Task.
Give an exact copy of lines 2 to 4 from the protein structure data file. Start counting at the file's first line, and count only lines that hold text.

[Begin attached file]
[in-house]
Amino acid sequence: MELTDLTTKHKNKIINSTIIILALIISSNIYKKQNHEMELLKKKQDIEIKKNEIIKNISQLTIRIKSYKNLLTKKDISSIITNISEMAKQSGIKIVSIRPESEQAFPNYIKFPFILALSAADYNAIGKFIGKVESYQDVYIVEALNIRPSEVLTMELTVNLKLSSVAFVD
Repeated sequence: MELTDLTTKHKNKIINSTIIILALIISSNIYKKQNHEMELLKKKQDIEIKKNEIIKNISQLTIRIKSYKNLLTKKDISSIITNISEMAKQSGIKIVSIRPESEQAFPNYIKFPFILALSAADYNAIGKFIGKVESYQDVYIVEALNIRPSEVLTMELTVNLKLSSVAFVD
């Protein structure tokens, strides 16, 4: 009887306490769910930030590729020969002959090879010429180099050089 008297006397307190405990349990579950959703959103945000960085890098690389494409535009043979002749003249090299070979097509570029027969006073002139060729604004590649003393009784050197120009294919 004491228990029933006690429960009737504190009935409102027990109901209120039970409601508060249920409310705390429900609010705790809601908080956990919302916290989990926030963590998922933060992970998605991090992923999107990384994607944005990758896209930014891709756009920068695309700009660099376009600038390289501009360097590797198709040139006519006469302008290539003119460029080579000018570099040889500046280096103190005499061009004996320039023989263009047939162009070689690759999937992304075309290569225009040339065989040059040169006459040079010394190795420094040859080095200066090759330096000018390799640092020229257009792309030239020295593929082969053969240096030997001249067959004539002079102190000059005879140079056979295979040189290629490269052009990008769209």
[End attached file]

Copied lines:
Amino acid sequence: MELTDLTTKHKNKIINSTIIILALIISSNIYKKQNHEMELLKKKQDIEIKKNEIIKNISQLTIRIKSYKNLLTKKDISSIITNISEMAKQSGIKIVSIRPESEQAFPNYIKFPFILALSAADYNAIGKFIGKVESYQDVYIVEALNIRPSEVLTMELTVNLKLSSVAFVD
Repeated sequence: MELTDLTTKHKNKIINSTIIILALIISSNIYKKQNHEMELLKKKQDIEIKKNEIIKNISQLTIRIKSYKNLLTKKDISSIITNISEMAKQSGIKIVSIRPESEQAFPNYIKFPFILALSAADYNAIGKFIGKVESYQDVYIVEALNIRPSEVLTMELTVNLKLSSVAFVD
């Protein structure tokens, strides 16, 4: 009887306490769910930030590729020969002959090879010429180099050089 008297006397307190405990349990579950959703959103945000960085890098690389494409535009043979002749003249090299070979097509570029027969006073002139060729604004590649003393009784050197120009294919 004491228990029933006690429960009737504190009935409102027990109901209120039970409601508060249920409310705390429900609010705790809601908080956990919302916290989990926030963590998922933060992970998605991090992923999107990384994607944005990758896209930014891709756009920068695309700009660099376009600038390289501009360097590797198709040139006519006469302008290539003119460029080579000018570099040889500046280096103190005499061009004996320039023989263009047939162009070689690759999937992304075309290569225009040339065989040059040169006459040079010394190795420094040859080095200066090759330096000018390799640092020229257009792309030239020295593929082969053969240096030997001249067959004539002079102190000059005879140079056979295979040189290629490269052009990008769209």